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Andrei Vasilevskiy's work ethic sets him apart

Lightning goalie Andrei Vasilevskiy checks to see that he stopped the puck after fielding a shot off the stick of an Avalanche player in the first period of Sunday’s defeat in Denver. The rookie allowed a season-high five goals on 18 shots as Colorado won 5-4.
Published Feb. 24, 2015

TAMPA — Nobody was blaming rookie goalie Andrei Vasilevskiy for Sunday's 5-4 loss to the Avalanche.

The Lightning felt it hung Vasilevskiy out to dry with bad giveaways, which led to grade-A chances. But Vasilevskiy, 20, was hard on himself, not making any excuses for allowing a season-high five goals on 18 shots.

"It was good shots," he said. "But if I want to play in the NHL, I need to make the save."

As talented as Vasilevskiy is, there inevitably will be growing pains. As coach Jon Cooper said, "You're not going to have a .950 save percentage every game you play in."

But Vasilevskiy's commitment and mental toughness — not to mention a work ethic coaches and teammates say is rare for a raw 20-year-old — gives the Lightning every indication he can bounce back and learn from this process.

"He has the right makeup," veteran wing Brenden Morrow said. "No one works harder. This is just a bump in the road."

There are many reasons the Lightning believes Vasilevskiy can be a future No. 1. There's his blend of size — 6 feet 3, 210 pounds — and athleticism. There's his ability to track the puck, and his poise beyond his years.

But what often goes unseen behind closed doors is Vasilevskiy's tremendous mental and physical preparation. Goalie coach Frantz Jean said it's uncommon for someone of his age and experience, believing it's on par with former Lightning captain Marty St. Louis, whose workouts were legendary.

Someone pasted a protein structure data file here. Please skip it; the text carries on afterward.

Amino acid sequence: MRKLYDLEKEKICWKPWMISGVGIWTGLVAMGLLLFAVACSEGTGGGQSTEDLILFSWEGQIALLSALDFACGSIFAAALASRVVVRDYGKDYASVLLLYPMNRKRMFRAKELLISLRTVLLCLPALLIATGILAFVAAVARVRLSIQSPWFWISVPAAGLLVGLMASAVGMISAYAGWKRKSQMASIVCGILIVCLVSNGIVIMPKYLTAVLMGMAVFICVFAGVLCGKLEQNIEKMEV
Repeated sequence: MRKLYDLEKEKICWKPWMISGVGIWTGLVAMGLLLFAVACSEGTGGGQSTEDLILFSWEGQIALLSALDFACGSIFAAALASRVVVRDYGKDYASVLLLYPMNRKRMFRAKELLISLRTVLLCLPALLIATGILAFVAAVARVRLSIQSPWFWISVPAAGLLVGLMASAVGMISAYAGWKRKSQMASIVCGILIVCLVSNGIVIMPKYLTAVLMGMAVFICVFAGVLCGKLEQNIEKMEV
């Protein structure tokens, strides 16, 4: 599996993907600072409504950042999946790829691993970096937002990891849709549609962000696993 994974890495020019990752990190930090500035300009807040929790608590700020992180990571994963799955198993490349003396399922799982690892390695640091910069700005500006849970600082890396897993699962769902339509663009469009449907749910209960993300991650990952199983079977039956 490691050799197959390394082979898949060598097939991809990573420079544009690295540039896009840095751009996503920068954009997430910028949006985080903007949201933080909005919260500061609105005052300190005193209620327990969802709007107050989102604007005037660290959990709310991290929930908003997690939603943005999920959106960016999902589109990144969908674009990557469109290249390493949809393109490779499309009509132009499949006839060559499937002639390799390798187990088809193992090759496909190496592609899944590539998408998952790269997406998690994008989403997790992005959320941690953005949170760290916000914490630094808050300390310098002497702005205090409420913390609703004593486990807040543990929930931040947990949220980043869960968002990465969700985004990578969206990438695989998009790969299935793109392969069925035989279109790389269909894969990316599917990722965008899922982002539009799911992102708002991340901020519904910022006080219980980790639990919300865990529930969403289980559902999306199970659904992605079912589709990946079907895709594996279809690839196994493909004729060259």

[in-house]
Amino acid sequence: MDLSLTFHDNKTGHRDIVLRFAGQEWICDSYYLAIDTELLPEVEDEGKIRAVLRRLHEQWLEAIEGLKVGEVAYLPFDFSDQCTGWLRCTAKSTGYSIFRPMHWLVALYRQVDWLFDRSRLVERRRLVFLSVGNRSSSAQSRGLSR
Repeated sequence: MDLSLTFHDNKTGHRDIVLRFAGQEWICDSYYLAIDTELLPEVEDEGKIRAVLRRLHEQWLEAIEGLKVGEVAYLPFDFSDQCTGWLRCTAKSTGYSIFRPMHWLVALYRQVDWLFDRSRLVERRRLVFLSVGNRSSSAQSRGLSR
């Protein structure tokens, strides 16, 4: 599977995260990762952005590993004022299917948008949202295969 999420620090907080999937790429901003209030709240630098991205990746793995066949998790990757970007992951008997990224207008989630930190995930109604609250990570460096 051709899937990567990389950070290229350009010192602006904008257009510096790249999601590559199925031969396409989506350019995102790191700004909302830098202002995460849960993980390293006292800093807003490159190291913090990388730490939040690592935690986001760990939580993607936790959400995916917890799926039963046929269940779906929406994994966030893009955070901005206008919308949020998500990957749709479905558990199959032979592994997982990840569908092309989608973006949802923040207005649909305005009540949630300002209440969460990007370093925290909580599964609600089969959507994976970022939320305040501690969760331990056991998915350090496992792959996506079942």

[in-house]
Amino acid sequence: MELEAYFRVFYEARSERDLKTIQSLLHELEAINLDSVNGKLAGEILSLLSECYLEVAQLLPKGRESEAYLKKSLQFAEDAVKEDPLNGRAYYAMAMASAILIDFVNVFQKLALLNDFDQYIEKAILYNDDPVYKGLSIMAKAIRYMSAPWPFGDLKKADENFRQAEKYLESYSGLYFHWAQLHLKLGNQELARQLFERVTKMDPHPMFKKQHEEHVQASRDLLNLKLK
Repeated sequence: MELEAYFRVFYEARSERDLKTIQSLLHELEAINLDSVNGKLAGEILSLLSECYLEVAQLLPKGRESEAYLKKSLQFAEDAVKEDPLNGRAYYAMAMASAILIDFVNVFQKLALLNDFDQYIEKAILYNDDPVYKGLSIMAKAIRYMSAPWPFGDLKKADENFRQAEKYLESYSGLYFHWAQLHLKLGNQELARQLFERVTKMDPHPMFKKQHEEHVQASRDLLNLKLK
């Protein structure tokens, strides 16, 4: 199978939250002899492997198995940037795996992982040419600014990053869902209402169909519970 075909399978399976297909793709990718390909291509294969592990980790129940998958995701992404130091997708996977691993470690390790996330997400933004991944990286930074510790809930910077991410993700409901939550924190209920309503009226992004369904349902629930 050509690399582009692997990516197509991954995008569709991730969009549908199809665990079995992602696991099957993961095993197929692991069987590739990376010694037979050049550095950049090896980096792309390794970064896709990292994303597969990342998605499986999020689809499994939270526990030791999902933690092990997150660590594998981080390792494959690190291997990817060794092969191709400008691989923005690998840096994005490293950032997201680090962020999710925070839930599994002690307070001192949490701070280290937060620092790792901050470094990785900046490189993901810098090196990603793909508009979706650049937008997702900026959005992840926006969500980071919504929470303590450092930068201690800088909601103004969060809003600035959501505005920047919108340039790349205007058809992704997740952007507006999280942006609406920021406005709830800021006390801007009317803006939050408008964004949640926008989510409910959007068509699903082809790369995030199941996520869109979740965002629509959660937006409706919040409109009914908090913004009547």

"It's like he's been a pro for 10 years," Jean said of Vasilevskiy. "It's extremely impressive."

Vasilevskiy, a 2011 first-round pick in his first pro season in North America, is 4-3-1 with a 2.46 goals-against average in 10 NHL games. Jean said Vasilevskiy is the first to the rink, and often the last to leave.

It's not just that Vasilevskiy works hard, it's how disciplined and consistent he is with his routine. Jean said a lot of players pride themselves on pregame work, but Vasilevskiy never misses a day, never skips a rep in a drill.

"He's so methodical," Jean said. "It's like clockwork."

And you can bet Vasilevskiy will arrive early today at the Ice Sports Forum in Brandon as Tampa Bay resumes practice.

The first thing he mentioned after Sunday's loss was getting back to work. He can draw from experience. Vasilevskiy gave up five goals three times for AHL Syracuse this season. The first two times, in his next start he allowed just one goal in a win. The third he gave up two in a hard-luck, 2-1 loss.

"I hope I'm going to do the same thing," Vasilevskiy said. "After a tough loss, you can think about your game, about your practice, what you do before the game, or why you give up five goals. That's what I'm going to do right now. I'm going to be better. That's it."

Vasilevskiy said his routine is a compilation of things picked up from different coaches throughout his career. He starts by doing 15 minutes of stretching before and after practice. Vasilevskiy also works on his explosiveness and hand-eye coordination, spending several minutes whipping or hitting a small rubber ball against the wall and catching it.

Every shot he faces during morning skates or practices is treated like it's a game. He keeps a sharp mental focus on game days, one reason he doesn't speak to media in the morning on days he starts.

"I had Roberto Luongo for seven years in Vancouver and I said, 'Boy does this guy work hard,' and Vasy works hard,'' associate coach Rick Bowness said.

"This guy is 20 years old, and he wants to win, he wants to do really well. He's the first guy there, he's the last guy to leave and the hardest guy working on the ice. It's nice to see that a 20-year-old kid can come up here with that much work ethic, with that much determination and that much will, so it's good to see.'

"He wants it. It tells me he wants it and I love that."

NOTABLE: The team signed goalie Allen York to a two-way deal for the rest of the season. York, 25, previously on an AHL contract, has been the backup to Kristers Gudlevskis with AHL Syracuse since Vasilevskiy got recalled by the Lightning. York has played 43 career AHL games. In other news, prospect center Vladislav Namestnikov was named AHL player of the week, having scored three goals with three assists last week.

Contact Joe Smith at joesmith@tampabay.com. Follow @TBTimes_JSmith.

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